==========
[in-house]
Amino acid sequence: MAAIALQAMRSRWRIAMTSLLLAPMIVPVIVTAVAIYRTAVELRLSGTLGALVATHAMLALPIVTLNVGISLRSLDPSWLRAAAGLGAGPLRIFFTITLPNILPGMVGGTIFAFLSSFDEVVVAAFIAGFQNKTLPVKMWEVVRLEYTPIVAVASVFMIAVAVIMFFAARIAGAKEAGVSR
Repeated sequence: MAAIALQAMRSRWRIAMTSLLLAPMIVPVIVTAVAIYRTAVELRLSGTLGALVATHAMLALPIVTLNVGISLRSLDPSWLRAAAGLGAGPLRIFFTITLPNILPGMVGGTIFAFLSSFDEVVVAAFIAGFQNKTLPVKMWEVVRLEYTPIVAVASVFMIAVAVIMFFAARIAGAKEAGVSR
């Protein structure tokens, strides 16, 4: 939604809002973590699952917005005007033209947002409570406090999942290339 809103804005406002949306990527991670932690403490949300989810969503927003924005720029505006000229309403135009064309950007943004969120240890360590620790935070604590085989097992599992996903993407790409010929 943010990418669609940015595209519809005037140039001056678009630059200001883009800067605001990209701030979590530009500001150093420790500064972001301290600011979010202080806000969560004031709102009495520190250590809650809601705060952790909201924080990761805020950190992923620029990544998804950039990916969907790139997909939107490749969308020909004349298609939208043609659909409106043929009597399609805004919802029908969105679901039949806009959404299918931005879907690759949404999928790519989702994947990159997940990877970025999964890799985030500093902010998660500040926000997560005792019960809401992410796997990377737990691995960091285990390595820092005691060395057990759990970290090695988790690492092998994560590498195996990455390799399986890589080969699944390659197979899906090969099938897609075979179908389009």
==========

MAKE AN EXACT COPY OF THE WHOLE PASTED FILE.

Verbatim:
[in-house]
Amino acid sequence: MAAIALQAMRSRWRIAMTSLLLAPMIVPVIVTAVAIYRTAVELRLSGTLGALVATHAMLALPIVTLNVGISLRSLDPSWLRAAAGLGAGPLRIFFTITLPNILPGMVGGTIFAFLSSFDEVVVAAFIAGFQNKTLPVKMWEVVRLEYTPIVAVASVFMIAVAVIMFFAARIAGAKEAGVSR
Repeated sequence: MAAIALQAMRSRWRIAMTSLLLAPMIVPVIVTAVAIYRTAVELRLSGTLGALVATHAMLALPIVTLNVGISLRSLDPSWLRAAAGLGAGPLRIFFTITLPNILPGMVGGTIFAFLSSFDEVVVAAFIAGFQNKTLPVKMWEVVRLEYTPIVAVASVFMIAVAVIMFFAARIAGAKEAGVSR
């Protein structure tokens, strides 16, 4: 939604809002973590699952917005005007033209947002409570406090999942290339 809103804005406002949306990527991670932690403490949300989810969503927003924005720029505006000229309403135009064309950007943004969120240890360590620790935070604590085989097992599992996903993407790409010929 943010990418669609940015595209519809005037140039001056678009630059200001883009800067605001990209701030979590530009500001150093420790500064972001301290600011979010202080806000969560004031709102009495520190250590809650809601705060952790909201924080990761805020950190992923620029990544998804950039990916969907790139997909939107490749969308020909004349298609939208043609659909409106043929009597399609805004919802029908969105679901039949806009959404299918931005879907690759949404999928790519989702994947990159997940990877970025999964890799985030500093902010998660500040926000997560005792019960809401992410796997990377737990691995960091285990390595820092005691060395057990759990970290090695988790690492092998994560590498195996990455390799399986890589080969699944390659197979899906090969099938897609075979179908389009």